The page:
• Get the least expensive “unlimited” broadband package. (1GB/month is enough for anyone!)
  • Install 5 different p2p programs, 3 of them spyware loaded versions and set them to start on startup.
  • Install 30 day trials of several different antivirus packages but completely ignore them.
  • Install Windows Live Messenger (latest version) and MSN Plus (with the adware)
  • Install the version of Microsoft Works you got with the computer. save all documents in .wps
  • Make sure the only browser you have is IE 6.0 with 3 visible third party tool bars including smiley central and coolwebsearch.
  • Arrange the desktop so the default wallpaper has icons for programs and assorted forgotten files all over it.
  • Never empty the recycle bin
  • Install iTunes, buy some songs, transfer them to iPods(tm) but complain, confused to non-technical people when these songs don’t work on phone mp3 players.
  • Buy a box of tissues for the poor guy who is called to fix it. He will need post-trauma counselling.

Ways to make The Home Internet Experience™ more like The School Internet Experience™:

  • Buy a a RM Branded Stone desktop with 8GB RAM and a 2.8 GHZ Pentium 4 loaded with Windows Vista [Ultimate] and MS Office [student version] 2007 for twice market price (even with Tesco vouchers)
  • Buy Windows XP Professional and Office 2003 from RM and install.
  • Leave the ‘designed for Vista’ sticker on.
  • Buy RM’s Safetynet Content filtering system and install
  • Block anything fun.
  • Block anything useful.
  • Block anything that might possibly contain unverifiable facts. (blogs forums).
  • Block anything that might use lots of bandwidth
  • Block anything that might allow people to communicate
  • Block anything you don’t agree with
  • Forget to block foreign language websites
  • Whitelist all the popular advert providors and block the rest.
  • Whitelist a few file extensions to download from the internet and block the rest.
  • Block everything with the word ‘free’ in it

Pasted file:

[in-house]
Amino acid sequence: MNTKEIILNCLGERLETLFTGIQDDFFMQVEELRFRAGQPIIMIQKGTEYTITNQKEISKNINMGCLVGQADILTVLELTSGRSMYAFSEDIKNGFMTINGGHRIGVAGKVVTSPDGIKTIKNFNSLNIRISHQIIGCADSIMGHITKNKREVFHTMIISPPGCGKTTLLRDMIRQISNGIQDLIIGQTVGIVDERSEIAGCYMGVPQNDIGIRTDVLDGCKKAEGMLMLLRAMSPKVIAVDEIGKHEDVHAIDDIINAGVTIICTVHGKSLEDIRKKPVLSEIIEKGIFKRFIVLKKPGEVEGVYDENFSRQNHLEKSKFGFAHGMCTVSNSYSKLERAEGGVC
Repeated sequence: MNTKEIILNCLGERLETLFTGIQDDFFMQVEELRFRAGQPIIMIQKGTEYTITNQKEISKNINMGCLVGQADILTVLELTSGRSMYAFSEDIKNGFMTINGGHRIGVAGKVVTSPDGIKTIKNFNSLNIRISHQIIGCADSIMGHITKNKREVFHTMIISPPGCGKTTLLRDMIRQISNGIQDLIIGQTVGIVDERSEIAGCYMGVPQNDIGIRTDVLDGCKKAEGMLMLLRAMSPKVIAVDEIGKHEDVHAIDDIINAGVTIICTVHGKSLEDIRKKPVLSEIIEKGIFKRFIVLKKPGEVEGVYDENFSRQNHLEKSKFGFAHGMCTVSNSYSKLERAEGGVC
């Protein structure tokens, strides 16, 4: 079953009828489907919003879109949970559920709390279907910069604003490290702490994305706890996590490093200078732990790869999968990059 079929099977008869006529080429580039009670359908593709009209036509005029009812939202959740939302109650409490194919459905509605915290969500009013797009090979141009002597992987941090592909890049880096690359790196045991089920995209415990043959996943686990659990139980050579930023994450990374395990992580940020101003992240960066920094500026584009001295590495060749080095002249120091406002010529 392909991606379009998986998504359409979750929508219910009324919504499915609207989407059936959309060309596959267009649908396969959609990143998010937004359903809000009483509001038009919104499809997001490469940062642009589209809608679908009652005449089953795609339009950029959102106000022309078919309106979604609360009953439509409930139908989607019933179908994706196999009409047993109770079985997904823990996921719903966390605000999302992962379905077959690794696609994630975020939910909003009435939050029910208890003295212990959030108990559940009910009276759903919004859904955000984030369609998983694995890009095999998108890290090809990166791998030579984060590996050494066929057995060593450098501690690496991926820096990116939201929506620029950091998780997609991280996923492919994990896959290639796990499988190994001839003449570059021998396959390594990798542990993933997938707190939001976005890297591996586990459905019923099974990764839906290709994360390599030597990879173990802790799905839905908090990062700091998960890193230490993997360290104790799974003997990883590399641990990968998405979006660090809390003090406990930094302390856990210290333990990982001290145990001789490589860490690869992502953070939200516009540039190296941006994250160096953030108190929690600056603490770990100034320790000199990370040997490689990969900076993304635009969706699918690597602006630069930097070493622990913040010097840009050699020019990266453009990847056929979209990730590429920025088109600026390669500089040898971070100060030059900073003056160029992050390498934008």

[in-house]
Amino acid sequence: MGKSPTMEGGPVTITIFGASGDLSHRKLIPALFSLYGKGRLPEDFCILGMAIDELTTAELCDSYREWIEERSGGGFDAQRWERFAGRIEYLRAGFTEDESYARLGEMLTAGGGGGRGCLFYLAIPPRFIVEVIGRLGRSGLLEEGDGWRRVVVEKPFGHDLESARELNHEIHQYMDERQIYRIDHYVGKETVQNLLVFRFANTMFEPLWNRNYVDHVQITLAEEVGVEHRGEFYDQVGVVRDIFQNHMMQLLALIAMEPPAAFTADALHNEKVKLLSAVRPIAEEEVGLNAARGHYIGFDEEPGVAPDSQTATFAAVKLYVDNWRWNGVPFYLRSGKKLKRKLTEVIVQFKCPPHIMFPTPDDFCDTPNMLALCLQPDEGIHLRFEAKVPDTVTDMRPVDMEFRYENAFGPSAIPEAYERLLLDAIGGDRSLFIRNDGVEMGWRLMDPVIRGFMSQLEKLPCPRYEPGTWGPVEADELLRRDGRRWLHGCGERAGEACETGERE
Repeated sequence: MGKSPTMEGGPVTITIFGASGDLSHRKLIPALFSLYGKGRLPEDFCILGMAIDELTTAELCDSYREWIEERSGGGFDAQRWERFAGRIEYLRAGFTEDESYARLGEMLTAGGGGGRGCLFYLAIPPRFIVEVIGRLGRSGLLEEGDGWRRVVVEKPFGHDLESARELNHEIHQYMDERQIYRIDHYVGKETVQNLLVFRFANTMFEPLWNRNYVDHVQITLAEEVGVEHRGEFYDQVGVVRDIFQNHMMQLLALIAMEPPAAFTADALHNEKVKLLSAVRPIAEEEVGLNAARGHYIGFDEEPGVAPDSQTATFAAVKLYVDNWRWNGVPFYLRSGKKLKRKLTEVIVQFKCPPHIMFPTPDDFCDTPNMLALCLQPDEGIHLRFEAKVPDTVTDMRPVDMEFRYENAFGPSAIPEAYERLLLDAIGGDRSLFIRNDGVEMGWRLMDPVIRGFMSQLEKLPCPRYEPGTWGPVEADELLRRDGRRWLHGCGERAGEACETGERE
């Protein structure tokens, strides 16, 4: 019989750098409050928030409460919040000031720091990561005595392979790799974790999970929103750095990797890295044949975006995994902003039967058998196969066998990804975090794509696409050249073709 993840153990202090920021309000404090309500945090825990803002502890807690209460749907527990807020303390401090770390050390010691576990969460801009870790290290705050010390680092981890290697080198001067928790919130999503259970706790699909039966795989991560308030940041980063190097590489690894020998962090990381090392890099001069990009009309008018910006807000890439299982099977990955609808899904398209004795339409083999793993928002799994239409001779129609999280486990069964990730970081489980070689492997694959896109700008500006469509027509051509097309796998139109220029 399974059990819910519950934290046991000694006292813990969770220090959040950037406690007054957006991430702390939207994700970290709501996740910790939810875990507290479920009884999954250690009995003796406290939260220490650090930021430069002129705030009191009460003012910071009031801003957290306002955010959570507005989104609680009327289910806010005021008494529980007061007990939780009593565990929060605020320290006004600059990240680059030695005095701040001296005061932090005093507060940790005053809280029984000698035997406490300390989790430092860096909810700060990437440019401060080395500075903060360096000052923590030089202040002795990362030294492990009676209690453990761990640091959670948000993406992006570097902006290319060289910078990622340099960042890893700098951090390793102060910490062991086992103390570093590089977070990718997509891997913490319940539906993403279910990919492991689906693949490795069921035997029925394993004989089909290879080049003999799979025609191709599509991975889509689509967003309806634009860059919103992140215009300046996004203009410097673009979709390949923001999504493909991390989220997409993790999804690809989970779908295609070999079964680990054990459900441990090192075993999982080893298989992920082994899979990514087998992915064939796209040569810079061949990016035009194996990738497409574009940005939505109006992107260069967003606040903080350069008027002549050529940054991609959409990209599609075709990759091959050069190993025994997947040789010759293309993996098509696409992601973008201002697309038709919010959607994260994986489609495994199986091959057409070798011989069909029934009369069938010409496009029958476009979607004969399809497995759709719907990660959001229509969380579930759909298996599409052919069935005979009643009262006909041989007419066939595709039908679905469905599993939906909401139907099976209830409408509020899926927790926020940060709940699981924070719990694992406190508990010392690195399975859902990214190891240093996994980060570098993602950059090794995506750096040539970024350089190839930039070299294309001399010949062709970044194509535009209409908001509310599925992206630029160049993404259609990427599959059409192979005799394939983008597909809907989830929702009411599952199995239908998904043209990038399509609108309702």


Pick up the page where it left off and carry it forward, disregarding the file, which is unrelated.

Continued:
• Block URLs containing a word, chosen randomly by week – this week it’s “dragon” ?!
  • Block anything that might be offensive to everything from fleas to ants.
  • Fail to block web proxies through URL patterns and just block domains
  • Block anything that isn’t http traffic (including https)
  • Block school webmail for several days by accident (no one can email you to report the problem)
  • Ask RM to buy you the software they think your computers might need and install Adobe/Macromedia megasuite + Symantec Antivirus Corporate Edition.
  • Remove most useful functionality from the start menu
  • Make all users sign an AUP which is hard to break if you are to do your job/complete your course.
  • Display full screen message if USB devices is inserted saying it should be removed instantly citing security concerns.
  • Remove computer access from anyone who attempts to outsmart you you
  • Buy and Install remote desktop spying software (RM re-branded Citrix product)
  • Install IE 7
  • Refuse to install OpenOffice.Org or Firefox and cite “Security Concerns”.
  • Put out a few press releases exclaiming how much you have spent on IT facilities and thus infer you will get your best ever results next year and massively exaggerate what ICT means to you.

With all due respect, I wish Mike and Terry the best of luck with their seminar, and look forward to seeing the results! I think the outcome should be especially insightful after the recent study released by the MacArthur foundation.


Blog Post on Educational and Home Computer Systems © Tim Dobson 2008